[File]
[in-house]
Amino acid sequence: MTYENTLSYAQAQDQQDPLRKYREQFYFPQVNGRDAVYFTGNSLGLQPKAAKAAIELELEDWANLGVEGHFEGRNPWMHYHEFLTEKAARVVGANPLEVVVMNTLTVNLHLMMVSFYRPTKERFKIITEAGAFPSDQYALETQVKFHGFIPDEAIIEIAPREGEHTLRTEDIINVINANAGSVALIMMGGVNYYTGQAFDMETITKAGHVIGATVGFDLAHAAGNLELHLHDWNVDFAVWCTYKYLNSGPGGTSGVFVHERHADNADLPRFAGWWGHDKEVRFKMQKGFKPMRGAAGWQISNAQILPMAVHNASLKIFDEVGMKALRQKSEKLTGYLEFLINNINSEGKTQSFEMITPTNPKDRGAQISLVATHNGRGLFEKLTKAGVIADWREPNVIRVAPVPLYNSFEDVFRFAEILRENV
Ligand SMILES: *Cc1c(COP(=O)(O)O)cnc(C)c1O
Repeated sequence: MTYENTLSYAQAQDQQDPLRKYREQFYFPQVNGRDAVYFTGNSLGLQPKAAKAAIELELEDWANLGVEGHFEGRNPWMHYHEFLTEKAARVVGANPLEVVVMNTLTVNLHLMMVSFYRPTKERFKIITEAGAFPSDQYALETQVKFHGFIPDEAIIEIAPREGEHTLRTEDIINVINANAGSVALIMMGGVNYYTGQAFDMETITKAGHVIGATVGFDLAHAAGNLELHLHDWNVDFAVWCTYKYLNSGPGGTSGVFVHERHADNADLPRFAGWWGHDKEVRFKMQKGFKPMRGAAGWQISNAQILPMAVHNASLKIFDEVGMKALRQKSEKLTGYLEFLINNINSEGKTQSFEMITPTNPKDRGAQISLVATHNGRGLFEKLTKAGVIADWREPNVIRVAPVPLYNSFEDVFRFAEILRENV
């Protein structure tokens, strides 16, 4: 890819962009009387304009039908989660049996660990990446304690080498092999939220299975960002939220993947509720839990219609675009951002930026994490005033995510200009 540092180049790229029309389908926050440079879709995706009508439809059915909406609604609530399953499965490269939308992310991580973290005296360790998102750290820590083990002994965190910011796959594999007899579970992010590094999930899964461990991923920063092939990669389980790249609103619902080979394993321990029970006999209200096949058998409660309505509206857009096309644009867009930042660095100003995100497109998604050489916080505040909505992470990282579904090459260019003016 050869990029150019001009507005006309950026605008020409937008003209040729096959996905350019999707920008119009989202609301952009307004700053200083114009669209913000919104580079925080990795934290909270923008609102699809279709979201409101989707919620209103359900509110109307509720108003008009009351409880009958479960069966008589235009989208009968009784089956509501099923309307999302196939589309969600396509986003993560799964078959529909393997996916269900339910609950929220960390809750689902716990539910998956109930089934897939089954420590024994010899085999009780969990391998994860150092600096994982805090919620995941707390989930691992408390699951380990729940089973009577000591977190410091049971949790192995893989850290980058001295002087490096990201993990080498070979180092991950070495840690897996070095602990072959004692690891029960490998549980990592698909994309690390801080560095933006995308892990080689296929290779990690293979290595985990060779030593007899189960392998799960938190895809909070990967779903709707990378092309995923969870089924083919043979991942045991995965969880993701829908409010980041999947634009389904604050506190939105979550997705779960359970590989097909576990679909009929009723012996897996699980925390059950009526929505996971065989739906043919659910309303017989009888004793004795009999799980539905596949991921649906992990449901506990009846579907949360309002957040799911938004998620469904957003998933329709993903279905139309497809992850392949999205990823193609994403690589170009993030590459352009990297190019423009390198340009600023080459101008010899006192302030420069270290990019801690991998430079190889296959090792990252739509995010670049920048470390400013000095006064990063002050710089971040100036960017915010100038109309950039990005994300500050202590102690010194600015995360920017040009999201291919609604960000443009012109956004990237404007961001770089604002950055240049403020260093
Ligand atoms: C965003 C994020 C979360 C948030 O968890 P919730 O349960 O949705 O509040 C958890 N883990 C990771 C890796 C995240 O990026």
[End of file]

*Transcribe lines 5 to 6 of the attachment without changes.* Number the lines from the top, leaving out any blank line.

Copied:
């Protein structure tokens, strides 16, 4: 890819962009009387304009039908989660049996660990990446304690080498092999939220299975960002939220993947509720839990219609675009951002930026994490005033995510200009 540092180049790229029309389908926050440079879709995706009508439809059915909406609604609530399953499965490269939308992310991580973290005296360790998102750290820590083990002994965190910011796959594999007899579970992010590094999930899964461990991923920063092939990669389980790249609103619902080979394993321990029970006999209200096949058998409660309505509206857009096309644009867009930042660095100003995100497109998604050489916080505040909505992470990282579904090459260019003016 050869990029150019001009507005006309950026605008020409937008003209040729096959996905350019999707920008119009989202609301952009307004700053200083114009669209913000919104580079925080990795934290909270923008609102699809279709979201409101989707919620209103359900509110109307509720108003008009009351409880009958479960069966008589235009989208009968009784089956509501099923309307999302196939589309969600396509986003993560799964078959529909393997996916269900339910609950929220960390809750689902716990539910998956109930089934897939089954420590024994010899085999009780969990391998994860150092600096994982805090919620995941707390989930691992408390699951380990729940089973009577000591977190410091049971949790192995893989850290980058001295002087490096990201993990080498070979180092991950070495840690897996070095602990072959004692690891029960490998549980990592698909994309690390801080560095933006995308892990080689296929290779990690293979290595985990060779030593007899189960392998799960938190895809909070990967779903709707990378092309995923969870089924083919043979991942045991995965969880993701829908409010980041999947634009389904604050506190939105979550997705779960359970590989097909576990679909009929009723012996897996699980925390059950009526929505996971065989739906043919659910309303017989009888004793004795009999799980539905596949991921649906992990449901506990009846579907949360309002957040799911938004998620469904957003998933329709993903279905139309497809992850392949999205990823193609994403690589170009993030590459352009990297190019423009390198340009600023080459101008010899006192302030420069270290990019801690991998430079190889296959090792990252739509995010670049920048470390400013000095006064990063002050710089971040100036960017915010100038109309950039990005994300500050202590102690010194600015995360920017040009999201291919609604960000443009012109956004990237404007961001770089604002950055240049403020260093
Ligand atoms: C965003 C994020 C979360 C948030 O968890 P919730 O349960 O949705 O509040 C958890 N883990 C990771 C890796 C995240 O990026």